When I first came to the US, I had to get a new driver's license. I could have arranged for an international license in Italy, but did not think about it until I was ready to leave. It was just as well, because my intention was to stay for a number of years. Since at the time I did not have a car, I borrowed one from a friend.
It seemed strange to drive an automatic car, where was the fun of shifting gears? And everyone drove really conservatively compared to Italy. The cars were much bigger, and the street signs somewhat different. Instead of indicating the direction towards which a road went, for example Milan or Rome, the signs here had numbers on them with North and South. That took some serious adjusting to.
I also saw new signs like the ones cautioning you about deer, which we do not have in Italian cities. Stop signs here were taken seriously, while in Italy they represented just a suggestion as people seldom did stop. And so were red lights. I got an education on space for parking -- there is a lot more here -- and meters in the city of Philadelphia -- they promptly ticket you even on race days when they know people will need to park somewhat in the vicinity of the race and cannot control the time they will be in the race.
But the more interesting phenomenon was the school bus and school crossing zones. I thought it was fascinating that you could get a ticket for going above 15 mph when the light was blinking and the school was closed during a holiday, for example. Stopping traffic both ways for 10 minutes while the kids are still having breakfast inside a house and the bus is waiting outside would not fly too well in Italy.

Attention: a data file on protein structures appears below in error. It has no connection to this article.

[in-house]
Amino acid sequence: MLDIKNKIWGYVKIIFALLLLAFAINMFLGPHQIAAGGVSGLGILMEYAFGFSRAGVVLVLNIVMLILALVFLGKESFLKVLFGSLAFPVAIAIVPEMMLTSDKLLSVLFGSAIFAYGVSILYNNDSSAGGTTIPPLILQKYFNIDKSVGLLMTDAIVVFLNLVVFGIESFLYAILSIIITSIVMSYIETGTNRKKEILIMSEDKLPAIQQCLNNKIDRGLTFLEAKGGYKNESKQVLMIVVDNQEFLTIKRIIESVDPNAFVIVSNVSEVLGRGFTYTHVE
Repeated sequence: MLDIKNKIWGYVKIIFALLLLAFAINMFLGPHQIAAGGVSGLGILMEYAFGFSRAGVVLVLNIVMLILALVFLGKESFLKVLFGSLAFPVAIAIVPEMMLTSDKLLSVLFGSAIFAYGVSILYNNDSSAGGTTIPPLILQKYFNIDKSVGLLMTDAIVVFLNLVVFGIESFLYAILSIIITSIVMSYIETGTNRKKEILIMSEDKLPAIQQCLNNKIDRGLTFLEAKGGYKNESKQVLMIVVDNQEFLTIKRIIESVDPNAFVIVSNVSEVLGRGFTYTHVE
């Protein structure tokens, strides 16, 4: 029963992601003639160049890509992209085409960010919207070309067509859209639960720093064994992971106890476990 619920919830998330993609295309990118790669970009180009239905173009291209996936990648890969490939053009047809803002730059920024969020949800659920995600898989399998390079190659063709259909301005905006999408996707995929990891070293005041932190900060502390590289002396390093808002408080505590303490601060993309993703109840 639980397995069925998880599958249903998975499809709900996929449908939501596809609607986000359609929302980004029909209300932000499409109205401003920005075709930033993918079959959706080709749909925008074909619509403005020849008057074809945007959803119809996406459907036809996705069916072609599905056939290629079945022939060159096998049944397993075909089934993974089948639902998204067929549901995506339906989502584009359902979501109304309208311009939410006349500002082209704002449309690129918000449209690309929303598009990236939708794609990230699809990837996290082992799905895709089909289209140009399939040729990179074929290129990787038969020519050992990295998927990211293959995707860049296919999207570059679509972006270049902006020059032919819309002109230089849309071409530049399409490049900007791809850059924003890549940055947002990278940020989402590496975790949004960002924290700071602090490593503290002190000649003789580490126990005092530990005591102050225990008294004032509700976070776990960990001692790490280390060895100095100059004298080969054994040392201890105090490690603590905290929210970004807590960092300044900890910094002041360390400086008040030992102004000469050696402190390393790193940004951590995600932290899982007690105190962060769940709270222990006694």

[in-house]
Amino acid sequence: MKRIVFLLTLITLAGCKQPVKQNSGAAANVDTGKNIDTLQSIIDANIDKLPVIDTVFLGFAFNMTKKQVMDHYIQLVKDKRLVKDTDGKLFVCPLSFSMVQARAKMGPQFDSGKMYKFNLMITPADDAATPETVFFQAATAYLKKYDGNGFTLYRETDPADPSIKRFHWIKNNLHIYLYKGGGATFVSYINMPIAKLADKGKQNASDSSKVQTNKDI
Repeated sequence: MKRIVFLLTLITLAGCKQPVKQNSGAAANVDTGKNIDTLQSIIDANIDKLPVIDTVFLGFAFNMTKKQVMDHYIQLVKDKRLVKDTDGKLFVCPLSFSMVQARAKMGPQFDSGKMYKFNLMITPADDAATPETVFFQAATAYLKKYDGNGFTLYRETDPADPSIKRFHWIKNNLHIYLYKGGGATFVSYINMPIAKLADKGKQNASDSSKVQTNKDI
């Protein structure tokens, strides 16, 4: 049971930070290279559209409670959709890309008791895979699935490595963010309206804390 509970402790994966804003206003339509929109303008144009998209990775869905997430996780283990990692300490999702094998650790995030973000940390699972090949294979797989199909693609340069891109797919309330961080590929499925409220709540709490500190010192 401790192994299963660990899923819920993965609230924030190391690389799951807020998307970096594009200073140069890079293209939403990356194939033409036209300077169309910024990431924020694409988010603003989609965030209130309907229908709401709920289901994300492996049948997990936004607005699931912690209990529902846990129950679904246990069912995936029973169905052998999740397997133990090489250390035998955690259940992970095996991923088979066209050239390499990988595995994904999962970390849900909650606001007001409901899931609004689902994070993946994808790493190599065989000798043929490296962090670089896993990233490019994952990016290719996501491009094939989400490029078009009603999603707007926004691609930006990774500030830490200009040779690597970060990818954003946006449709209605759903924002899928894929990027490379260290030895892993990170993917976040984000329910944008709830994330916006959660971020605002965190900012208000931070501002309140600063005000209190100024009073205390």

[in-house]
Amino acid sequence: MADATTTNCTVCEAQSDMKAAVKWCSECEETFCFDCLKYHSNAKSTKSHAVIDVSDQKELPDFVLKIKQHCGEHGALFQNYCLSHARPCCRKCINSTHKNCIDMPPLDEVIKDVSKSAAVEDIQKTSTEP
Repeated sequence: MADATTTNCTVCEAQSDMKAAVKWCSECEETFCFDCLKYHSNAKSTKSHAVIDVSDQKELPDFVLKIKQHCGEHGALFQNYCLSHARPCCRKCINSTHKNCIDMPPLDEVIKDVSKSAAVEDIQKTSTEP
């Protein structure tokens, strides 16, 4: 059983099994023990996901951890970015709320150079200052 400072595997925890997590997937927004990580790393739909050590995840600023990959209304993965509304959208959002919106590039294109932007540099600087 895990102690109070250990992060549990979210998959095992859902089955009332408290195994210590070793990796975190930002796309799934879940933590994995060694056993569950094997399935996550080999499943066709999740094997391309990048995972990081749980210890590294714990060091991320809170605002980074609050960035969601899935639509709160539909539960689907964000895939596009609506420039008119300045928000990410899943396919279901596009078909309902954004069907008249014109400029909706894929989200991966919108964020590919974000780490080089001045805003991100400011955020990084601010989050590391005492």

And people driving slowly on the fast lane of a highway would definitely draw some heat. When I was on the road a lot, I once saw an old lady drive 25 mph in the third lane of a busy turnpike with the state trooper following behind her, lights ablaze, so she could pull over safely. In Italy, she would have been toast.
When I came across these series of European street signs for areas designated to child safety in front and around schools I smiled to myself. Here we have in order of appearance: Madeira in Portugal, Denmark, and Bulgaria, all thinking apparently outside the sign.
Visual communication can be designed to teach as well as inform. What I see here is also a glimpse of cultural richness. Look at the curious smile on the face of the child from Madeira and the nice collaboration of the children from Denmark. The children in Bulgaria apparently test the limits of play. All in good fun.
Could our corporate communications do the same? Could they be less boilerplate, more about the culture in the organization? There are many ways to convey information: make them all yours.